US 4619830 A
A filter unit for making coffee, tea or other beverages consists of a filter pouch and a rod for suspending the pouch in a cup or similar container. The pouch has a water permeable bag portion in which ground coffee, tea or other beverage flavoring can be placed, and a mouth portion into which liquid can be poured to filter through the flavoring and through the permeable bag portion into the cup. The mouth portion is stiffer than the bag portion, being reinforced by folding the water permeable material of the pouch onto itself, and holes are pierced through the mouth portion to receive the rod. The rod passes through the holes midway between side edges of the pouch. The holes are slightly larger than the rod and the rod is smooth, and a pouch containing coffee or the like tends to open if the rod is jiggled. The side edges of the pouch diverge upwardly and can engage opposite sides of the cup to press the mouth portion to an open position as the pouch is lowered into the cup. The rod has a pair of smooth knobs which receive the rim of the cup between them to locate the rod transversely of the rim so that the rod supports the pouch in the cup. The pouch is easily dropped off the rod when the filter unit is removed from the cup.
1. A filter unit comprising a pouch having a mouth portion and a water permeable bag portion, said bag portion having opposing sides defined by a bottom fold line and opposing edges extending upwardly from the fold line to the mouth portion, and a smooth, straight rod insertable through the pouch transversely through and across the mouth portion substantially perpendicular to the fold line for suspending the pouch when the rod is rested across the rim of a cup.
2. A unit as claimed in claim 1, wherein the pouch has opposed holes in its mouth portion for receiving the rod, and the rod fits loosely in said holes whereby the pouch can slide on the rod.
3. A unit as claimed in claim 2, wherein the mouth portion having the rod-receiving holes is stiffer than the bag portion to resist slumping of the pouch when suspended on the rod.
4. A unit as claimed in claim 3, wherein the pouch comprises a unitary sheet of water permeable material joined to itself along opposite side edges of the pouch and folded against and joined to itself to form the mouth portion of the pouch.
5. A unit as claimed in claim 4, wherein the pouch when empty lies flat and its opposite side edges diverge upwardly to the mouth portion, the divergent edges being adapted, when the pouch is lowered on the rod into the cup, to engage opposite sides of the cup thereby to urge the mouth portion to open.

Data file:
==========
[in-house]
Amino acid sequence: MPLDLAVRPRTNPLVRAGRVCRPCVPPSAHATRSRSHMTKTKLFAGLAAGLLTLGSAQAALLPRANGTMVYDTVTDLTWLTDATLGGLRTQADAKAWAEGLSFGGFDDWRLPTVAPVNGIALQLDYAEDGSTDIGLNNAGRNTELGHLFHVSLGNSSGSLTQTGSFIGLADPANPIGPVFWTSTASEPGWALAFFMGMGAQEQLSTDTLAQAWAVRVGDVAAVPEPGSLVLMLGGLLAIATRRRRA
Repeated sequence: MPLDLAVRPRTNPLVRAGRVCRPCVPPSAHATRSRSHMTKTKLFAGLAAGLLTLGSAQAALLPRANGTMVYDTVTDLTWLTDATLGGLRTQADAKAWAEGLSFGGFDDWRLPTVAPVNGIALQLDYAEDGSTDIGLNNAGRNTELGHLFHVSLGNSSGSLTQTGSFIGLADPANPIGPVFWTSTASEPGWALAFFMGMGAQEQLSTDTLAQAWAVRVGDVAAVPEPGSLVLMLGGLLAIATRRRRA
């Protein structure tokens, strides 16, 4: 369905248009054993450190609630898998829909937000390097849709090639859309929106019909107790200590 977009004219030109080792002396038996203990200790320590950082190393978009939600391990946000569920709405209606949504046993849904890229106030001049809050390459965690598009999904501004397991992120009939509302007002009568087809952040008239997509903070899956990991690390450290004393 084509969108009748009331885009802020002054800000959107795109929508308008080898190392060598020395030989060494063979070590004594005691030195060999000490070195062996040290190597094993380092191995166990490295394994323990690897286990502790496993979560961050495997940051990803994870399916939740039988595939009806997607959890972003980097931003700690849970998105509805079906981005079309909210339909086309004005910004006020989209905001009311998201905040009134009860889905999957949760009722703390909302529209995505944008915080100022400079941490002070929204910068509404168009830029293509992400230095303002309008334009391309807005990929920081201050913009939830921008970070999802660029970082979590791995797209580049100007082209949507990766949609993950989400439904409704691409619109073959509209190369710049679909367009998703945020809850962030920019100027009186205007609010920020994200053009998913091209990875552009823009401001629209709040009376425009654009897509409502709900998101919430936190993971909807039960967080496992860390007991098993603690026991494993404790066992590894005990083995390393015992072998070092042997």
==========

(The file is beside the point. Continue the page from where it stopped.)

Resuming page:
6. A unit as claimed in claim 5, wherein the rod has a peripheral valley for receiving said rim.
7. A unit as claimed in claim 6, wherein the valley is formed between a pair of smooth knobs on the rod.
8. A filter unit that can be suspended in a cup, comprising a water permeable pouch for retention of ground coffee, tea or other beverage flavoring, the pouch when empty lying flat and having a bottom fold line and opposite side edges which diverge upwardly to a mouth portion of the pouch, the divergent edges being adapted, when the pouch is lowered into the cup, to engage opposite sides of the cup thereby to urge the mouth portion to open, and a rod insertable through the pouch transversely across its mouth portion midway between said side edges substantially perpendicular to the fold line and adapted to rest transversely of the rim of the cup to support the pouch in the cup.
9. A unit as claimed in claim 8, wherein the mouth portion is stiffer than the remainder of the pouch and has opposed holes for receiving the rod, and the rod fits loosely in said holes whereby the pouch slides easily on the rod.
10. A unit as claimed in claim 9, wherein the pouch contains ground coffee and the mouth portion is folded over to hold the coffee in the pouch.
1. Field of the Invention
This invention relates to a filter unit which is useful for making a small quantity, for example a cupful, of fresh coffee or other flavored beverage.
2. Description of the related art
It has been proposed heretofore to make coffee and other beverages by suspending, in a container, a filter bag which holds the desired flavoring, and pouring water through the bag whereby the water picks up flavoring and passes into the container.
In U.S. Pat. No. 3,616,934, dated Nov. 2, 1971, J. C. Ehrlich has proposed a bag made of two sheets of filter paper stitched together along their edges to form a bag having an open mouth portion, flaps of the sheets being folded outwardly at the mouth and stitched down to form open-ended channels which receive oppositely bowed arms of a wire holder. These bowed arms hold the mouth portion open, and the wire holder can span the rim of a pot or cup to suspend the bag therein, out of contact with the walls of the pot.
In U.S. Pat. No. 2,805,164, dated Sept. 3, 1957, R. A. Doppler discloses a more complex package of foil having a filter paper liner. A lower corner of the foil package can be torn off and the package can be opened to form a funnel that can be supported over a cup by means of a wire ring. The filter paper liner can hold ground coffee, and water poured into the funnel passes through the coffee on its way into the cup.
The present invention provides an economical filter unit that can be easily handled, without messiness, to make a fresh cup of coffee or other beverage. In accordance with the invention, the unit comprises a pouch having a water permeable bag portion and a mouth portion through which a rod is passed to extend across the mouth portion to suspend the pouch. The rod will lie on the rim of a cup. The mouth portion of the pouch is stiffer than the bag portion, being formed of filter material that is folded over and adhered to itself. To receive the rod, the mouth portion has aligned holes of larger diameter than the rod so that the pouch can easily be slid onto and can easily slide off the rod when the pouch has served its purpose. The pouch when empty lies flat, with the holes aligned midway between opposite side edges of the pouch, and these side edges, which are preferably fused by heat sealing of the pouch material, diverge upwardly. The rod is passed through the aligned holes, where it fits loosely. The weight of coffee or other flavoring within the pouch, and the smoothness of the loose-fitting rod, tends to cause the mouth portion to open, assisted if necessary by manually jiggling the rod. As the pouch is lowered into the cup, the upwardly divergent side edges of the pouch can engage opposite sides of the cup to assist in opening the mouth portion. The rod can support the pouch in the cup by resting on the rim of the cup transversely thereof, and the engagement of the side edges of the pouch with the sides of the cup tends to align the rod along a diameter of the cup.